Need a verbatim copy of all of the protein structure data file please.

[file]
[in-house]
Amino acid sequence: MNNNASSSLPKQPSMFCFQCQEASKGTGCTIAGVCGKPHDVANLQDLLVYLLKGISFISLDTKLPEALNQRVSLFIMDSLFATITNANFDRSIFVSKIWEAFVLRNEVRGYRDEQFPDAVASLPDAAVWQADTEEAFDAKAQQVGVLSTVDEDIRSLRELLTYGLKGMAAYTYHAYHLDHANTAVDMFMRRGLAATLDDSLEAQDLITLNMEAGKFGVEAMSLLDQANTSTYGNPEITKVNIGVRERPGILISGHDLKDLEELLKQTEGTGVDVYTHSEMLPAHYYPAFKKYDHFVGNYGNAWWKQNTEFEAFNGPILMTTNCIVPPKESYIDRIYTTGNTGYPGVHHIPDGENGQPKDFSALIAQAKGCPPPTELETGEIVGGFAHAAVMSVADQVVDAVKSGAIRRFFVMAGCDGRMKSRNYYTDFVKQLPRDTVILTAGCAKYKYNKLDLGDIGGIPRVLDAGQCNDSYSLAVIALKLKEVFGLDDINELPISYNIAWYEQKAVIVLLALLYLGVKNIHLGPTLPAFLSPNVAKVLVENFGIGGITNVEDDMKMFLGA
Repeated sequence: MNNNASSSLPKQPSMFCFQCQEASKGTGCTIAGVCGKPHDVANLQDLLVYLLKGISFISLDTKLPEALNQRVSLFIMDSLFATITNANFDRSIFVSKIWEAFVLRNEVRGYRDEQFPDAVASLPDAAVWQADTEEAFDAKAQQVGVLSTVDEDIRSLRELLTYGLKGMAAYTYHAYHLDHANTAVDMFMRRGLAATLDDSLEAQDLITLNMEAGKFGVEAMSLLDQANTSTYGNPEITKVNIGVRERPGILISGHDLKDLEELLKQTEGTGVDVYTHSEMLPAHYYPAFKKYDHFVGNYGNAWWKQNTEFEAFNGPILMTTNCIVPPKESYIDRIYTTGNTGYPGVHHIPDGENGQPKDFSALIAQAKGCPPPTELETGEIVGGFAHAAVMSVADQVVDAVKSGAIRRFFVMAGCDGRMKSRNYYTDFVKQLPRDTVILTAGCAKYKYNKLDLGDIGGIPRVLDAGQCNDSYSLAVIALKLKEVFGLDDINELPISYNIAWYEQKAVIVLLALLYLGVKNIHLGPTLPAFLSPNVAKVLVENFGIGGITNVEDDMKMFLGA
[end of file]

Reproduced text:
[in-house]
Amino acid sequence: MNNNASSSLPKQPSMFCFQCQEASKGTGCTIAGVCGKPHDVANLQDLLVYLLKGISFISLDTKLPEALNQRVSLFIMDSLFATITNANFDRSIFVSKIWEAFVLRNEVRGYRDEQFPDAVASLPDAAVWQADTEEAFDAKAQQVGVLSTVDEDIRSLRELLTYGLKGMAAYTYHAYHLDHANTAVDMFMRRGLAATLDDSLEAQDLITLNMEAGKFGVEAMSLLDQANTSTYGNPEITKVNIGVRERPGILISGHDLKDLEELLKQTEGTGVDVYTHSEMLPAHYYPAFKKYDHFVGNYGNAWWKQNTEFEAFNGPILMTTNCIVPPKESYIDRIYTTGNTGYPGVHHIPDGENGQPKDFSALIAQAKGCPPPTELETGEIVGGFAHAAVMSVADQVVDAVKSGAIRRFFVMAGCDGRMKSRNYYTDFVKQLPRDTVILTAGCAKYKYNKLDLGDIGGIPRVLDAGQCNDSYSLAVIALKLKEVFGLDDINELPISYNIAWYEQKAVIVLLALLYLGVKNIHLGPTLPAFLSPNVAKVLVENFGIGGITNVEDDMKMFLGA
Repeated sequence: MNNNASSSLPKQPSMFCFQCQEASKGTGCTIAGVCGKPHDVANLQDLLVYLLKGISFISLDTKLPEALNQRVSLFIMDSLFATITNANFDRSIFVSKIWEAFVLRNEVRGYRDEQFPDAVASLPDAAVWQADTEEAFDAKAQQVGVLSTVDEDIRSLRELLTYGLKGMAAYTYHAYHLDHANTAVDMFMRRGLAATLDDSLEAQDLITLNMEAGKFGVEAMSLLDQANTSTYGNPEITKVNIGVRERPGILISGHDLKDLEELLKQTEGTGVDVYTHSEMLPAHYYPAFKKYDHFVGNYGNAWWKQNTEFEAFNGPILMTTNCIVPPKESYIDRIYTTGNTGYPGVHHIPDGENGQPKDFSALIAQAKGCPPPTELETGEIVGGFAHAAVMSVADQVVDAVKSGAIRRFFVMAGCDGRMKSRNYYTDFVKQLPRDTVILTAGCAKYKYNKLDLGDIGGIPRVLDAGQCNDSYSLAVIALKLKEVFGLDDINELPISYNIAWYEQKAVIVLLALLYLGVKNIHLGPTLPAFLSPNVAKVLVENFGIGGITNVEDDMKMFLGA